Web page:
Marco Polo: From Venice to Xanadu February 7, 2014Posted by stuffilikenet in Books.
Marco Polo: From Venice to Xanadu , by Laurence Bergreen, is a nice little dissection of Marco Polo’s Travels (1, 2) with a lot of historical verification added (to sort out the frequent prevarications). Polo was the son and nephew of Venetian traders who had visited the court of Kublai Khan and were the only Europeans who spoke Mongol. The Khan deputized them to have the Pope send him a hundred holy men to teach Catholicism in his empire, but due to, well, let’s see a war, bandits, the death of a Pope and the longest (thirty-eight months) wait to elect a new one, appointment of TWO holy men to accompany them (who chickened out early on in the game), Niccolo Polo presented to the Khan instead only Marco.
Lucky boy; the Khan made him a tax collector and had him running around the Mongol empire at its absolute zenith.
Laurence Bergreen tells the story with a fondness for Marco and understanding of the natural tendency towards self-aggrandizement he must have had after living as a noble for most of his life, despite ordinary birth. And Bergreen sorts out a lot of the thornier questions about what is fact and what is fancy that have been much debated over the years in Marco’s accounts, using contemporary Chinese sources, tales of traveling monks and various other good guesses based on historical context.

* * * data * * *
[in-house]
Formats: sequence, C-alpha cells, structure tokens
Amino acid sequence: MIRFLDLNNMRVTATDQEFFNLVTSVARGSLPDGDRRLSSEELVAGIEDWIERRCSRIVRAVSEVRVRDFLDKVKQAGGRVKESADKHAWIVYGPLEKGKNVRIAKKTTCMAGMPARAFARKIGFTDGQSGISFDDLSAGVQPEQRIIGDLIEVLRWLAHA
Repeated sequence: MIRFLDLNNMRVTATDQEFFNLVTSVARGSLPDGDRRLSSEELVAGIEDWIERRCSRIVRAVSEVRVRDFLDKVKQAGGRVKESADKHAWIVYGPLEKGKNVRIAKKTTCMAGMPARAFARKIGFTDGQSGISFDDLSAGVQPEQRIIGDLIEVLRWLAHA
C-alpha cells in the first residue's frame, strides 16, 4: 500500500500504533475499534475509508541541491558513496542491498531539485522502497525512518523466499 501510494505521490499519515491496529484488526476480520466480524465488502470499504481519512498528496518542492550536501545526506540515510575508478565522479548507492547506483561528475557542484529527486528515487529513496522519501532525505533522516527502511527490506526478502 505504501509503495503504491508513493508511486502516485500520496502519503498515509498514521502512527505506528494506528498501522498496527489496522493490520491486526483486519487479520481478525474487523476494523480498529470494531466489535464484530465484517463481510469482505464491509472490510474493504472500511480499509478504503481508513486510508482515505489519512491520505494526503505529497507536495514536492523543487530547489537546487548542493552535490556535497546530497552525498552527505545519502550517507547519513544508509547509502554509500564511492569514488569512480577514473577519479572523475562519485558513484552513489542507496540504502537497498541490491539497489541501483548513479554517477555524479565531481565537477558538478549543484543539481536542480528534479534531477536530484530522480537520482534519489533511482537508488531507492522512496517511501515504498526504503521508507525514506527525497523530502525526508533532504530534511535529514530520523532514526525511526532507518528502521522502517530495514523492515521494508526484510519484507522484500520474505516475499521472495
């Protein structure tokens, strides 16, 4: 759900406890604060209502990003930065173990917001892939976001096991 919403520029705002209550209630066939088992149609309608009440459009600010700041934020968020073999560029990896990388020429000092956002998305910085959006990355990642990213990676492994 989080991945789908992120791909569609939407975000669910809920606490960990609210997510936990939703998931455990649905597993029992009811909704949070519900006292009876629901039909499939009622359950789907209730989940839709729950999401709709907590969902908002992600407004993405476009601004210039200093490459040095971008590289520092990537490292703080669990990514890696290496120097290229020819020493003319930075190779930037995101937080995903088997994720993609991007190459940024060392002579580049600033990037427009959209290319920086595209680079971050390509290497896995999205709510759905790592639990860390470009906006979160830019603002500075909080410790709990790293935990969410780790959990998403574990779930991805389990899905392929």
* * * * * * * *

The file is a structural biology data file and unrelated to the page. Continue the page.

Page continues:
I cannot recommend this book too much; it’s one of the best history books I have come across recently, and each CD is nearly the length of my commute, which is nice.